myJewishDetroit: Were your parents as involved in the Jewish community as you and your brothers?
A classic volunteer, my mother was a longtime volunteer and supporter of the National Council of Jewish Women and Orchard Children’s Services. As for my dad, he was in the physicians’ Maimonides Society and made calls for pledges to Federation’s Campaign every year.
myJewishDetroit: In your own career as a volunteer, you have an impressive track record. You’ve been a member of Federation’s Israel and Overseas Committee and the Chair of the Israel and Overseas Department, a member of the Boards of Federation, University of Michigan Hillel and JSL. What brought you to JSL?
I got involved with Jewish Senior Life through my law career; I worked with Nathan Upfal, in the Law Offices of Jackier Gould where my practice was concentrated in the field of commercial real estate law. Nathan was on the board of JSL and served as President; and because so much of what the agency does is involved with real estate, Nathan invited me to join the board in 2003. While on the board, I served as Vice President, then as the second President of JSL in 2009, after the merger of the two agencies, Jewish Home and Aging Services and Jewish Apartments & Services.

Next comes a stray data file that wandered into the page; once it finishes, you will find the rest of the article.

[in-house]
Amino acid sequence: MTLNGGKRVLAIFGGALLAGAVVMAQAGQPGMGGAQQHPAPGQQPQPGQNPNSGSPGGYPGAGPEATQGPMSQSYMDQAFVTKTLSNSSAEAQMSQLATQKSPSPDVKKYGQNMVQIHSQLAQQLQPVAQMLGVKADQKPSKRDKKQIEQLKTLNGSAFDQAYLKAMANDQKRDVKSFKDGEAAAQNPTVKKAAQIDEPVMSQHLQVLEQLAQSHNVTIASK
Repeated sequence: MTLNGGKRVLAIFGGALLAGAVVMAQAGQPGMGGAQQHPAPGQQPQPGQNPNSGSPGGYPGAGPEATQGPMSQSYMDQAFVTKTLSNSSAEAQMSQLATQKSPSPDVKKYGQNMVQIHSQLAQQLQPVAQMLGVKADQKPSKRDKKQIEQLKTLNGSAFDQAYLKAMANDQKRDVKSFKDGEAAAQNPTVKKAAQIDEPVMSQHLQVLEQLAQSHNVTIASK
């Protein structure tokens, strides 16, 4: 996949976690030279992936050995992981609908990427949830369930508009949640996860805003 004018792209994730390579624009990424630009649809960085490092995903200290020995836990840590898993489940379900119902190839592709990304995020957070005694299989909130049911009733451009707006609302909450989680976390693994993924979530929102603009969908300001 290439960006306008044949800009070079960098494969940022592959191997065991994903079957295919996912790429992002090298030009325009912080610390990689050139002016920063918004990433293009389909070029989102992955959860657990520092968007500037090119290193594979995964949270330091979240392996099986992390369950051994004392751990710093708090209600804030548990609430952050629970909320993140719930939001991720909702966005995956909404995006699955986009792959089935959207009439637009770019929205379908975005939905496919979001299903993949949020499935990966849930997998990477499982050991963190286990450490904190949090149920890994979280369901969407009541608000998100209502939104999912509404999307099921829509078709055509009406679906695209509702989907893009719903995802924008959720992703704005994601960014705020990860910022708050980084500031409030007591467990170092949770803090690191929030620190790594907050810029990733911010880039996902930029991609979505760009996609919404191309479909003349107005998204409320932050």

On Jewish Senior Life: transitions, challenges, opportunities
myJewishDetroit: How is Jewish Senior Life different today